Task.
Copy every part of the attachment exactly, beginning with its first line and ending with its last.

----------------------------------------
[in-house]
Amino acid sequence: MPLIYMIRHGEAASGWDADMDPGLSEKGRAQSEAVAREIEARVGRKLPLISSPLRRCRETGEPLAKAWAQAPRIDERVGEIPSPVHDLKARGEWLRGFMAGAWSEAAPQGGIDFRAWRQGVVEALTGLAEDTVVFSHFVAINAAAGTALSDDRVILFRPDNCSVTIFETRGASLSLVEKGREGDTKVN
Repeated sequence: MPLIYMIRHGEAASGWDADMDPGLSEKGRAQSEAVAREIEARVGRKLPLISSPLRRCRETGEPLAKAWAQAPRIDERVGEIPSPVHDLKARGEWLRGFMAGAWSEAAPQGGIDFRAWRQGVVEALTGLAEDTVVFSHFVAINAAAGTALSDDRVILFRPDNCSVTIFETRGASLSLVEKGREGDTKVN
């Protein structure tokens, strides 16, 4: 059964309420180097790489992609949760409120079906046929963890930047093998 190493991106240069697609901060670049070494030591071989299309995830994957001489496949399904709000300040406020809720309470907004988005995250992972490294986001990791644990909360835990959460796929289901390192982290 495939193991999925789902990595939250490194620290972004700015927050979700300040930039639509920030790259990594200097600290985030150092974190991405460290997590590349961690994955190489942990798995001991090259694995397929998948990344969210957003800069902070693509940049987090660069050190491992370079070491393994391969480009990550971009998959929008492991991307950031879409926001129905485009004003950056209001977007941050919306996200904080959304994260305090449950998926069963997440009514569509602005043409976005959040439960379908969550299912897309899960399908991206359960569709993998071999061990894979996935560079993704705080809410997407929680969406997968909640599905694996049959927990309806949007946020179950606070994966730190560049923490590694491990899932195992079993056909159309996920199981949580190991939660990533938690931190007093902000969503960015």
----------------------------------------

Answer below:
[in-house]
Amino acid sequence: MPLIYMIRHGEAASGWDADMDPGLSEKGRAQSEAVAREIEARVGRKLPLISSPLRRCRETGEPLAKAWAQAPRIDERVGEIPSPVHDLKARGEWLRGFMAGAWSEAAPQGGIDFRAWRQGVVEALTGLAEDTVVFSHFVAINAAAGTALSDDRVILFRPDNCSVTIFETRGASLSLVEKGREGDTKVN
Repeated sequence: MPLIYMIRHGEAASGWDADMDPGLSEKGRAQSEAVAREIEARVGRKLPLISSPLRRCRETGEPLAKAWAQAPRIDERVGEIPSPVHDLKARGEWLRGFMAGAWSEAAPQGGIDFRAWRQGVVEALTGLAEDTVVFSHFVAINAAAGTALSDDRVILFRPDNCSVTIFETRGASLSLVEKGREGDTKVN
């Protein structure tokens, strides 16, 4: 059964309420180097790489992609949760409120079906046929963890930047093998 190493991106240069697609901060670049070494030591071989299309995830994957001489496949399904709000300040406020809720309470907004988005995250992972490294986001990791644990909360835990959460796929289901390192982290 495939193991999925789902990595939250490194620290972004700015927050979700300040930039639509920030790259990594200097600290985030150092974190991405460290997590590349961690994955190489942990798995001991090259694995397929998948990344969210957003800069902070693509940049987090660069050190491992370079070491393994391969480009990550971009998959929008492991991307950031879409926001129905485009004003950056209001977007941050919306996200904080959304994260305090449950998926069963997440009514569509602005043409976005959040439960379908969550299912897309899960399908991206359960569709993998071999061990894979996935560079993704705080809410997407929680969406997968909640599905694996049959927990309806949007946020179950606070994966730190560049923490590694491990899932195992079993056909159309996920199981949580190991939660990533938690931190007093902000969503960015």